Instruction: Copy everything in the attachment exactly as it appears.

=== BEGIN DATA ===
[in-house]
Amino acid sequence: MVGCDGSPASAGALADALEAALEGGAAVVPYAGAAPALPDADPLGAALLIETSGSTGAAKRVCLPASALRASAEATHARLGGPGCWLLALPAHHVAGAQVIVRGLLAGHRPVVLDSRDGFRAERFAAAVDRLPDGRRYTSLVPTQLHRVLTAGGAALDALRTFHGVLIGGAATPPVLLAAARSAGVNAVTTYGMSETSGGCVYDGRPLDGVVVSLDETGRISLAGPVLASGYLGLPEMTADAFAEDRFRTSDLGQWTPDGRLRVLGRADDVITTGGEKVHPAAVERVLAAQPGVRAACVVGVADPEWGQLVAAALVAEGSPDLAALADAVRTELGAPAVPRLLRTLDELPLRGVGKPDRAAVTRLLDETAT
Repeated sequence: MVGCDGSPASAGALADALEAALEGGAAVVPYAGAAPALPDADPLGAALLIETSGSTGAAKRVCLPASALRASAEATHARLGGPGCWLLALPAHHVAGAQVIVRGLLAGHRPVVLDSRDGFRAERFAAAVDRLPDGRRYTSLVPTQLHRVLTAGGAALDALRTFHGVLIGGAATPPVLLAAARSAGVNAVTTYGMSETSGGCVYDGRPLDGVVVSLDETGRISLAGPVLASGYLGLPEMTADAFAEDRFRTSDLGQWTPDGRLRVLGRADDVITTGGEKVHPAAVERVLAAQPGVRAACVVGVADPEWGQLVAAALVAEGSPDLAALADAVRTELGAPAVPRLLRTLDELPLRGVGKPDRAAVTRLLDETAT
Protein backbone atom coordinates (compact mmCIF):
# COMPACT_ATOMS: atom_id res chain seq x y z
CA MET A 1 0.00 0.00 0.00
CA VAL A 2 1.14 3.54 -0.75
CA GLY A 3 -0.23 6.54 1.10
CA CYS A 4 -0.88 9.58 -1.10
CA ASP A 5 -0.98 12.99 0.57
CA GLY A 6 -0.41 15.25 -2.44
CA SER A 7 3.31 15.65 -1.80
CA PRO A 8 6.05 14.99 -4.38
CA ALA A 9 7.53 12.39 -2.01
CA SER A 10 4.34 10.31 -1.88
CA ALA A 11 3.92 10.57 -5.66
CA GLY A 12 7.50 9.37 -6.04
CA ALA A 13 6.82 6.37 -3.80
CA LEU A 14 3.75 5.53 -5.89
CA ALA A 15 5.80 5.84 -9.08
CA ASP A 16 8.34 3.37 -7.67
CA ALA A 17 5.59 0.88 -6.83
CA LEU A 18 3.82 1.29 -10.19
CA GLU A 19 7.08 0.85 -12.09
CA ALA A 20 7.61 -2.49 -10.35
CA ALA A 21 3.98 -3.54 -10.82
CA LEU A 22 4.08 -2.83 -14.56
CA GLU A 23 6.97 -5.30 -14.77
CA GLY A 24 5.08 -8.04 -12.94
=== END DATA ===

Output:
[in-house]
Amino acid sequence: MVGCDGSPASAGALADALEAALEGGAAVVPYAGAAPALPDADPLGAALLIETSGSTGAAKRVCLPASALRASAEATHARLGGPGCWLLALPAHHVAGAQVIVRGLLAGHRPVVLDSRDGFRAERFAAAVDRLPDGRRYTSLVPTQLHRVLTAGGAALDALRTFHGVLIGGAATPPVLLAAARSAGVNAVTTYGMSETSGGCVYDGRPLDGVVVSLDETGRISLAGPVLASGYLGLPEMTADAFAEDRFRTSDLGQWTPDGRLRVLGRADDVITTGGEKVHPAAVERVLAAQPGVRAACVVGVADPEWGQLVAAALVAEGSPDLAALADAVRTELGAPAVPRLLRTLDELPLRGVGKPDRAAVTRLLDETAT
Repeated sequence: MVGCDGSPASAGALADALEAALEGGAAVVPYAGAAPALPDADPLGAALLIETSGSTGAAKRVCLPASALRASAEATHARLGGPGCWLLALPAHHVAGAQVIVRGLLAGHRPVVLDSRDGFRAERFAAAVDRLPDGRRYTSLVPTQLHRVLTAGGAALDALRTFHGVLIGGAATPPVLLAAARSAGVNAVTTYGMSETSGGCVYDGRPLDGVVVSLDETGRISLAGPVLASGYLGLPEMTADAFAEDRFRTSDLGQWTPDGRLRVLGRADDVITTGGEKVHPAAVERVLAAQPGVRAACVVGVADPEWGQLVAAALVAEGSPDLAALADAVRTELGAPAVPRLLRTLDELPLRGVGKPDRAAVTRLLDETAT
Protein backbone atom coordinates (compact mmCIF):
# COMPACT_ATOMS: atom_id res chain seq x y z
CA MET A 1 0.00 0.00 0.00
CA VAL A 2 1.14 3.54 -0.75
CA GLY A 3 -0.23 6.54 1.10
CA CYS A 4 -0.88 9.58 -1.10
CA ASP A 5 -0.98 12.99 0.57
CA GLY A 6 -0.41 15.25 -2.44
CA SER A 7 3.31 15.65 -1.80
CA PRO A 8 6.05 14.99 -4.38
CA ALA A 9 7.53 12.39 -2.01
CA SER A 10 4.34 10.31 -1.88
CA ALA A 11 3.92 10.57 -5.66
CA GLY A 12 7.50 9.37 -6.04
CA ALA A 13 6.82 6.37 -3.80
CA LEU A 14 3.75 5.53 -5.89
CA ALA A 15 5.80 5.84 -9.08
CA ASP A 16 8.34 3.37 -7.67
CA ALA A 17 5.59 0.88 -6.83
CA LEU A 18 3.82 1.29 -10.19
CA GLU A 19 7.08 0.85 -12.09
CA ALA A 20 7.61 -2.49 -10.35
CA ALA A 21 3.98 -3.54 -10.82
CA LEU A 22 4.08 -2.83 -14.56
CA GLU A 23 6.97 -5.30 -14.77
CA GLY A 24 5.08 -8.04 -12.94